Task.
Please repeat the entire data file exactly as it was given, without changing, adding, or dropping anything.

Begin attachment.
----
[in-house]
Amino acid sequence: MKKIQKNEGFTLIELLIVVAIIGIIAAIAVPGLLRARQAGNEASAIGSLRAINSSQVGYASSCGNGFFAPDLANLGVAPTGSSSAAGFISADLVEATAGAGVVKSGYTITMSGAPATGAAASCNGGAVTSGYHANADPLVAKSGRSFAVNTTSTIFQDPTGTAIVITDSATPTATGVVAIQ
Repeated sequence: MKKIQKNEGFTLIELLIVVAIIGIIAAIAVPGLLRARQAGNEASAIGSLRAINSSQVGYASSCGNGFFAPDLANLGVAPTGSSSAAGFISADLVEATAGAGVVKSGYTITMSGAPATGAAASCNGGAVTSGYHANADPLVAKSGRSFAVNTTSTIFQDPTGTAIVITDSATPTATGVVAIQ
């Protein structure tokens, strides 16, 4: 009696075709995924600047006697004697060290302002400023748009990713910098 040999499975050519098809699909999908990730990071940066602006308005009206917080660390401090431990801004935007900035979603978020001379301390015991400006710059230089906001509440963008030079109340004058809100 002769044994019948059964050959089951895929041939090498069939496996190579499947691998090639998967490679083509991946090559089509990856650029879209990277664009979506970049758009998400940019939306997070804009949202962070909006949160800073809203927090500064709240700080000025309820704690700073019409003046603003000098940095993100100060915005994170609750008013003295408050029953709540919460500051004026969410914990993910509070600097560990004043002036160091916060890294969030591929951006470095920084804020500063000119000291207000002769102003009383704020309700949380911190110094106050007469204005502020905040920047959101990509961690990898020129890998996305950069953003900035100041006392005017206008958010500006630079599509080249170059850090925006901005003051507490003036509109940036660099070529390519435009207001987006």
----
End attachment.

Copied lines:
[in-house]
Amino acid sequence: MKKIQKNEGFTLIELLIVVAIIGIIAAIAVPGLLRARQAGNEASAIGSLRAINSSQVGYASSCGNGFFAPDLANLGVAPTGSSSAAGFISADLVEATAGAGVVKSGYTITMSGAPATGAAASCNGGAVTSGYHANADPLVAKSGRSFAVNTTSTIFQDPTGTAIVITDSATPTATGVVAIQ
Repeated sequence: MKKIQKNEGFTLIELLIVVAIIGIIAAIAVPGLLRARQAGNEASAIGSLRAINSSQVGYASSCGNGFFAPDLANLGVAPTGSSSAAGFISADLVEATAGAGVVKSGYTITMSGAPATGAAASCNGGAVTSGYHANADPLVAKSGRSFAVNTTSTIFQDPTGTAIVITDSATPTATGVVAIQ
């Protein structure tokens, strides 16, 4: 009696075709995924600047006697004697060290302002400023748009990713910098 040999499975050519098809699909999908990730990071940066602006308005009206917080660390401090431990801004935007900035979603978020001379301390015991400006710059230089906001509440963008030079109340004058809100 002769044994019948059964050959089951895929041939090498069939496996190579499947691998090639998967490679083509991946090559089509990856650029879209990277664009979506970049758009998400940019939306997070804009949202962070909006949160800073809203927090500064709240700080000025309820704690700073019409003046603003000098940095993100100060915005994170609750008013003295408050029953709540919460500051004026969410914990993910509070600097560990004043002036160091916060890294969030591929951006470095920084804020500063000119000291207000002769102003009383704020309700949380911190110094106050007469204005502020905040920047959101990509961690990898020129890998996305950069953003900035100041006392005017206008958010500006630079599509080249170059850090925006901005003051507490003036509109940036660099070529390519435009207001987006």